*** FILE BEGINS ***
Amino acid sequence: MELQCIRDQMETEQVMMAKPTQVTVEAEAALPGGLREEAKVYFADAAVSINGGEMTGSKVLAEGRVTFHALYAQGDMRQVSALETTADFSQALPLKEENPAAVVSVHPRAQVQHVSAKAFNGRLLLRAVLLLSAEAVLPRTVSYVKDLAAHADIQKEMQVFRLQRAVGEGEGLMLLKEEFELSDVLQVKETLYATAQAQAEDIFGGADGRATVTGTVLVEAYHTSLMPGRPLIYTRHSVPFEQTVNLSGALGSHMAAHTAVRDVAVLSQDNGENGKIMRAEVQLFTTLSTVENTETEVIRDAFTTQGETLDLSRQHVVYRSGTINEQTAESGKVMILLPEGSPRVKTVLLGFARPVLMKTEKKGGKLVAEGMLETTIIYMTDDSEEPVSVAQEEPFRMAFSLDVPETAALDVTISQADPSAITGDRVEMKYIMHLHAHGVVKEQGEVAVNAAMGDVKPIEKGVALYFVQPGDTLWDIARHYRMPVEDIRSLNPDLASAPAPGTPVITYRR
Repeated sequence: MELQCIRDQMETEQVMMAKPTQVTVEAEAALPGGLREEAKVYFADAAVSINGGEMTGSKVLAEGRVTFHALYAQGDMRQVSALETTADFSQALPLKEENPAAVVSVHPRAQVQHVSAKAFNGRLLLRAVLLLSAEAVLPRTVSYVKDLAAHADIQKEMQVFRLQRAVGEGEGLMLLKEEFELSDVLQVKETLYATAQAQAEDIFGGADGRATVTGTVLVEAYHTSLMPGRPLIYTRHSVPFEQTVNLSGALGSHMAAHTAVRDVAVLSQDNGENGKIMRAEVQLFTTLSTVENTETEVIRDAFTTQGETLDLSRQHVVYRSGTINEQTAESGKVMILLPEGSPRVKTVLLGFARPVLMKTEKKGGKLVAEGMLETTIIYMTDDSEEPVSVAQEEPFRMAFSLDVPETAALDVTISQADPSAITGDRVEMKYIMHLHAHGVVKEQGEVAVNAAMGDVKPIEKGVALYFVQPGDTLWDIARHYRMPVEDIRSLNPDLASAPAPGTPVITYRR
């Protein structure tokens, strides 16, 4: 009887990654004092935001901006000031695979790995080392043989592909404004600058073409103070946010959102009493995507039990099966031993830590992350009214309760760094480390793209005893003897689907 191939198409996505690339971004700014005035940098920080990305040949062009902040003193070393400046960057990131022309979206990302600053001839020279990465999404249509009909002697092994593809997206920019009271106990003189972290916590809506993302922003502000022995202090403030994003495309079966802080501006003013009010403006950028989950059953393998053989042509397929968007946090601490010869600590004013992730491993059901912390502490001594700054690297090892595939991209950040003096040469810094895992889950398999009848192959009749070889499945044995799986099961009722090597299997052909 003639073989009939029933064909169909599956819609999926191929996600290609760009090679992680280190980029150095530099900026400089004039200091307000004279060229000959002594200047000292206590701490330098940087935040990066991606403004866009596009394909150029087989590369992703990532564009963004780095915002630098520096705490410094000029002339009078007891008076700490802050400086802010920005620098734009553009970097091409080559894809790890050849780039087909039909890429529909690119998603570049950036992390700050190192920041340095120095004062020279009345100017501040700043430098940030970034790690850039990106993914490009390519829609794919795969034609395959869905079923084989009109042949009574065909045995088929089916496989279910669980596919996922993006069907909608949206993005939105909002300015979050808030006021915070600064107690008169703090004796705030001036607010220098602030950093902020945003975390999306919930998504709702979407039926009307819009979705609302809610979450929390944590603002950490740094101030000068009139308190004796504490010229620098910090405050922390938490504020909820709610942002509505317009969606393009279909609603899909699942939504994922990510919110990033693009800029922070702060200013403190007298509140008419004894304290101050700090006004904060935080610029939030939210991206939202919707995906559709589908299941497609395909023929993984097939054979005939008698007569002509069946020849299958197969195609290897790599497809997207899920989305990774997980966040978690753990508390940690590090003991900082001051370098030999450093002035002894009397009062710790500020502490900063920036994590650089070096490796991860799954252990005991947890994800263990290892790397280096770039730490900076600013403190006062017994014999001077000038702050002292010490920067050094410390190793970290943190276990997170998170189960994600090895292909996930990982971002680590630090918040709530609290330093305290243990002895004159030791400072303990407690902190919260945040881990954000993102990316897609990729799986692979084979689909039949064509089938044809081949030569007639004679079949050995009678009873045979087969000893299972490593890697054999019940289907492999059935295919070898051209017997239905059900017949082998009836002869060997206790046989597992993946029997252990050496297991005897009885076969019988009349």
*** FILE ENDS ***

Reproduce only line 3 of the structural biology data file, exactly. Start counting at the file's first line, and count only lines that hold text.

């Protein structure tokens, strides 16, 4: 009887990654004092935001901006000031695979790995080392043989592909404004600058073409103070946010959102009493995507039990099966031993830590992350009214309760760094480390793209005893003897689907 191939198409996505690339971004700014005035940098920080990305040949062009902040003193070393400046960057990131022309979206990302600053001839020279990465999404249509009909002697092994593809997206920019009271106990003189972290916590809506993302922003502000022995202090403030994003495309079966802080501006003013009010403006950028989950059953393998053989042509397929968007946090601490010869600590004013992730491993059901912390502490001594700054690297090892595939991209950040003096040469810094895992889950398999009848192959009749070889499945044995799986099961009722090597299997052909 003639073989009939029933064909169909599956819609999926191929996600290609760009090679992680280190980029150095530099900026400089004039200091307000004279060229000959002594200047000292206590701490330098940087935040990066991606403004866009596009394909150029087989590369992703990532564009963004780095915002630098520096705490410094000029002339009078007891008076700490802050400086802010920005620098734009553009970097091409080559894809790890050849780039087909039909890429529909690119998603570049950036992390700050190192920041340095120095004062020279009345100017501040700043430098940030970034790690850039990106993914490009390519829609794919795969034609395959869905079923084989009109042949009574065909045995088929089916496989279910669980596919996922993006069907909608949206993005939105909002300015979050808030006021915070600064107690008169703090004796705030001036607010220098602030950093902020945003975390999306919930998504709702979407039926009307819009979705609302809610979450929390944590603002950490740094101030000068009139308190004796504490010229620098910090405050922390938490504020909820709610942002509505317009969606393009279909609603899909699942939504994922990510919110990033693009800029922070702060200013403190007298509140008419004894304290101050700090006004904060935080610029939030939210991206939202919707995906559709589908299941497609395909023929993984097939054979005939008698007569002509069946020849299958197969195609290897790599497809997207899920989305990774997980966040978690753990508390940690590090003991900082001051370098030999450093002035002894009397009062710790500020502490900063920036994590650089070096490796991860799954252990005991947890994800263990290892790397280096770039730490900076600013403190006062017994014999001077000038702050002292010490920067050094410390190793970290943190276990997170998170189960994600090895292909996930990982971002680590630090918040709530609290330093305290243990002895004159030791400072303990407690902190919260945040881990954000993102990316897609990729799986692979084979689909039949064509089938044809081949030569007639004679079949050995009678009873045979087969000893299972490593890697054999019940289907492999059935295919070898051209017997239905059900017949082998009836002869060997206790046989597992993946029997252990050496297991005897009885076969019988009349």